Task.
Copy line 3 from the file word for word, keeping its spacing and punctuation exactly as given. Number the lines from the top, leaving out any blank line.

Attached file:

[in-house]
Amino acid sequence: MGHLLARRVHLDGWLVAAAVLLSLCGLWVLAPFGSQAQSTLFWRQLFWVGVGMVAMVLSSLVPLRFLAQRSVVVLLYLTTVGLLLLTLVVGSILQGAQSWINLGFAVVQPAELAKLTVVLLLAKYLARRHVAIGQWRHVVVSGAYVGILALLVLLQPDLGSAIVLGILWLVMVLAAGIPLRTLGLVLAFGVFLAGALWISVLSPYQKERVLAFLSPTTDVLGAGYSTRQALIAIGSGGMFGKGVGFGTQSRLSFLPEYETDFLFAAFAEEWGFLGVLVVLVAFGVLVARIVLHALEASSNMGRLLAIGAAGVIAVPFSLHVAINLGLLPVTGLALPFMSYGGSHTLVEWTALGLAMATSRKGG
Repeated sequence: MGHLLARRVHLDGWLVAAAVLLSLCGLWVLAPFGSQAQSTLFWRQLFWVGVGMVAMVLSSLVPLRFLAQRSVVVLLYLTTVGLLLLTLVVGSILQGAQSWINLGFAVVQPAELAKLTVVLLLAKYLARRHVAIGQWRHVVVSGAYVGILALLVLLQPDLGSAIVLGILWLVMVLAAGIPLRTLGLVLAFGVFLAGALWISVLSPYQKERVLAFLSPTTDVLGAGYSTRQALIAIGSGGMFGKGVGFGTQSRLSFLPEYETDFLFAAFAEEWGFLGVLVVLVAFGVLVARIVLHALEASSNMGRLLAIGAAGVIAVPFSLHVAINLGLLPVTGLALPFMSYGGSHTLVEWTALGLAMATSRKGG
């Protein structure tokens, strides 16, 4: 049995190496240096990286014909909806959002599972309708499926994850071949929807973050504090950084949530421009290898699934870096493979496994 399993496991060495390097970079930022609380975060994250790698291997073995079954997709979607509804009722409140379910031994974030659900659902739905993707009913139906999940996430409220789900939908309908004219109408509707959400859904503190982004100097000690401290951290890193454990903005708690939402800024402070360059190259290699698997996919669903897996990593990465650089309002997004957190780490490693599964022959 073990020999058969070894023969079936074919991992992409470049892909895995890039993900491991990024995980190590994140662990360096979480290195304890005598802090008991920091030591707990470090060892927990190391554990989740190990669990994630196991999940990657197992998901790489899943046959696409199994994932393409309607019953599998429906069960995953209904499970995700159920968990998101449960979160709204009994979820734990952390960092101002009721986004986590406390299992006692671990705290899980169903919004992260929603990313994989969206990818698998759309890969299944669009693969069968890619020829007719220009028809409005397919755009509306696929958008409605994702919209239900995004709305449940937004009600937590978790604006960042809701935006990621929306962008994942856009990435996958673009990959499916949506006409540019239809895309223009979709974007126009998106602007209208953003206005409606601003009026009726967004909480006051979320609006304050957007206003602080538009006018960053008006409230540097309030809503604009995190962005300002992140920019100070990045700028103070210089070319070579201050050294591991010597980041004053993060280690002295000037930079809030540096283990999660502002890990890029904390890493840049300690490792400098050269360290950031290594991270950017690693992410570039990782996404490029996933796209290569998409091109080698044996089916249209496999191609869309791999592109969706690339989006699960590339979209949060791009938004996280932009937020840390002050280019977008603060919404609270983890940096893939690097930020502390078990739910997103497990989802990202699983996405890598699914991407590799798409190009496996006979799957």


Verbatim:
Repeated sequence: MGHLLARRVHLDGWLVAAAVLLSLCGLWVLAPFGSQAQSTLFWRQLFWVGVGMVAMVLSSLVPLRFLAQRSVVVLLYLTTVGLLLLTLVVGSILQGAQSWINLGFAVVQPAELAKLTVVLLLAKYLARRHVAIGQWRHVVVSGAYVGILALLVLLQPDLGSAIVLGILWLVMVLAAGIPLRTLGLVLAFGVFLAGALWISVLSPYQKERVLAFLSPTTDVLGAGYSTRQALIAIGSGGMFGKGVGFGTQSRLSFLPEYETDFLFAAFAEEWGFLGVLVVLVAFGVLVARIVLHALEASSNMGRLLAIGAAGVIAVPFSLHVAINLGLLPVTGLALPFMSYGGSHTLVEWTALGLAMATSRKGG